Adjusted analysis1: when groups differ on baseline characteristics (eg, age), analyses of outcome data are statistically modified to account for these differences.
Blinding (masking): in an experimental study, refers to whether patients, clinicians providing an intervention, people assessing outcomes, and/or statisticians were aware or unaware of the group to which patients were assigned. In the design section of Evidence-Based Nursing abstracts of treatment studies, the study will be identified as blinded, with specification of who was blinded; unblinded, if all parties were aware of patients' group assignments; or blinded (unclear) if the authors did not report or provide us with an indication of who was aware or unaware of patients' group assignments.
Concealment of randomisation: concealment of randomisation is specified in the design section of Evidence-Based Nursing abstracts of treatment studies as follows: allocation concealed (deemed to have taken adequate measures to conceal allocation to study group assignments from those responsible for assessing patients for entry in the trial [ie, central randomisation; numbered, opaque, sealed envelopes; sealed envelopes from a closed bag; numbered or coded bottles or containers; drugs prepared by the pharmacy; or other descriptions that contain elements convincing of concealment]); allocation not concealed (deemed to have not taken adequate measures to conceal allocation to study group assignments from those responsible for assessing patients for entry in the trial [ie, no concealment procedure was undertaken, sealed envelopes that were not opaque, or other descriptions that contain elements not convincing of concealment]); unclear allocation concealment (the authors did not report or provide a description of an allocation concealment approach that allowed for the classification as concealed or not concealed).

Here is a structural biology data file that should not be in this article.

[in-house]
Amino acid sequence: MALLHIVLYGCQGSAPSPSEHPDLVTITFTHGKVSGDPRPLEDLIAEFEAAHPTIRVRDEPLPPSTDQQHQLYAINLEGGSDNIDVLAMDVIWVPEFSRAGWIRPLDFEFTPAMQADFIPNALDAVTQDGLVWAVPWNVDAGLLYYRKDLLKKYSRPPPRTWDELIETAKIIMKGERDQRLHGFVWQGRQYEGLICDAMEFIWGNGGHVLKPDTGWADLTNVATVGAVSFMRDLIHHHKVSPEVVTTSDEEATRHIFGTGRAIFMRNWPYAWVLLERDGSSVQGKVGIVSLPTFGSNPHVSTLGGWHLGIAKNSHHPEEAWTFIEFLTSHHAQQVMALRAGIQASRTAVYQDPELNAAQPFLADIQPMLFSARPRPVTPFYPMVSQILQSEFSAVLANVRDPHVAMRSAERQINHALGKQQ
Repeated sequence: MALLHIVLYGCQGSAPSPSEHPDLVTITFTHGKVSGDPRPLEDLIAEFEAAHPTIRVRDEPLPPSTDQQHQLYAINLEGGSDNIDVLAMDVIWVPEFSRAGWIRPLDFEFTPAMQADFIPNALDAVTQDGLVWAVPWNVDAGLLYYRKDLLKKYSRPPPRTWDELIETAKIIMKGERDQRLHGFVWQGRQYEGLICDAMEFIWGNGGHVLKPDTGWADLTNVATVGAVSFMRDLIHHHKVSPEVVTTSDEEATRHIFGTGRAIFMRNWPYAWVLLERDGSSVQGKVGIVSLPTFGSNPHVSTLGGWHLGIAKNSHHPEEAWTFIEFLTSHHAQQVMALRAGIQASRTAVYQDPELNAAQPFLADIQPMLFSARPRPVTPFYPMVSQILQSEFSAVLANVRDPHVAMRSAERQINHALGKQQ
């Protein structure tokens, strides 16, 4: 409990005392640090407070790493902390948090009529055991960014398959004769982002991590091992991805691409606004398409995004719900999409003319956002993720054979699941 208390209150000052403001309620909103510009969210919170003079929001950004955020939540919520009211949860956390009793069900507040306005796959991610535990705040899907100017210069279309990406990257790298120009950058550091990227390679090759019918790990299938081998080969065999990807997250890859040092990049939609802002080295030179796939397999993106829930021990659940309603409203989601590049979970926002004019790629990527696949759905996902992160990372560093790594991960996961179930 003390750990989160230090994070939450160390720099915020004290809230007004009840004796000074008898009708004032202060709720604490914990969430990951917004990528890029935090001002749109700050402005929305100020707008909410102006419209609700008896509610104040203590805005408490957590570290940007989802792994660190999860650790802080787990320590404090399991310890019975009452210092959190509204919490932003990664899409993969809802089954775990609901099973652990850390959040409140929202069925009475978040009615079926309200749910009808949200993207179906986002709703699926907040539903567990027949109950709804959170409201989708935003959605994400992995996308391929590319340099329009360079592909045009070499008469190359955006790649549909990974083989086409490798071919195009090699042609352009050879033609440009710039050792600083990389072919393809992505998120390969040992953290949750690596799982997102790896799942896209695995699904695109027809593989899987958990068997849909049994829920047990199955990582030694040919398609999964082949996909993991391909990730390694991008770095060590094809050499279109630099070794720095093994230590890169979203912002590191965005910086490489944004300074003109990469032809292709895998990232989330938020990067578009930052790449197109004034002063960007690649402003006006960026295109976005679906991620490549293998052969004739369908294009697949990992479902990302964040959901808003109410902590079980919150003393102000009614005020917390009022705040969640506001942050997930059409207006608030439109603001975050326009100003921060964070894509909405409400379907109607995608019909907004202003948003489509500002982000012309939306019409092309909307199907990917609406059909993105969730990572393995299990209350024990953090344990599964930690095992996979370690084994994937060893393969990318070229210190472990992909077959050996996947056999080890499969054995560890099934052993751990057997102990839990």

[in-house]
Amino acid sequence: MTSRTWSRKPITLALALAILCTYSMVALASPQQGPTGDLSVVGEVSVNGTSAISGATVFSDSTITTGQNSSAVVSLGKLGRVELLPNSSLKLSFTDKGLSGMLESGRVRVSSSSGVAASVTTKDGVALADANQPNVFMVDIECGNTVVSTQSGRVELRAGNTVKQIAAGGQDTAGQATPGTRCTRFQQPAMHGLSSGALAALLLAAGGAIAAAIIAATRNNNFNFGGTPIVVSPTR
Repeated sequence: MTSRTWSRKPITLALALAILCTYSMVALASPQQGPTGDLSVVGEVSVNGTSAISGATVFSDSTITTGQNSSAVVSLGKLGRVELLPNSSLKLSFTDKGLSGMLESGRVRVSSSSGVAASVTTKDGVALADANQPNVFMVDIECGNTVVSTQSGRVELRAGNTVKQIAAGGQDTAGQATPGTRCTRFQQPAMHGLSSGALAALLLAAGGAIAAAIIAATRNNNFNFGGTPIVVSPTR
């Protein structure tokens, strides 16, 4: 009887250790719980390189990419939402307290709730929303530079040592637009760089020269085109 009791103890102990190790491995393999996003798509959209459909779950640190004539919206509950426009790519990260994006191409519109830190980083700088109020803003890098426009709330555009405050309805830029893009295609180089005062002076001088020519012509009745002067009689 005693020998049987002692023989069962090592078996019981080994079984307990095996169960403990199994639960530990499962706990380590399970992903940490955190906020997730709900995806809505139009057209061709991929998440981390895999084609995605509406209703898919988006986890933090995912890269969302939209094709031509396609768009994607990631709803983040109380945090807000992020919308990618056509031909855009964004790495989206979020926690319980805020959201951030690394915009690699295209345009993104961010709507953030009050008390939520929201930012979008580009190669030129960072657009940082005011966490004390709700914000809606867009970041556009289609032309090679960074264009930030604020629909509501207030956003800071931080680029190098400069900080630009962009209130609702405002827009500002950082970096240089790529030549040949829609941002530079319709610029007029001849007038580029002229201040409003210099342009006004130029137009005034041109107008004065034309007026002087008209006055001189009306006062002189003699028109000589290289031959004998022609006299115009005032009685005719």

Confidence interval (CI): quantifies the uncertainty in measurement; usually reported as 95% CI, which is the range of values within which we can be 95% sure that the true value for the whole population lies.
Crossover trial: a method of comparing 2 interventions in which patients are switched to the alternative intervention after a specified period of time.
Dose response2: indicates that a relation exists, such that increasing doses or duration of treatment results in increased frequency or intensity of outcomes (eg, as the dosage of a medication increases, so does the magnitude of pain reduction).
Fixed effects model3: gives a summary estimate of the magnitude of effect in meta-analysis. It takes into account within-study variation but not between-study variation and hence is usually not used if there is significant heterogeneity.
Grounded theory4: an approach to collecting and analysing qualitative data with the aim of developing theories grounded in real world observations.
Hermeneutic phenomenology5: the study of the methodological principles of interpretation by using narrative texts to explain a phenomenon.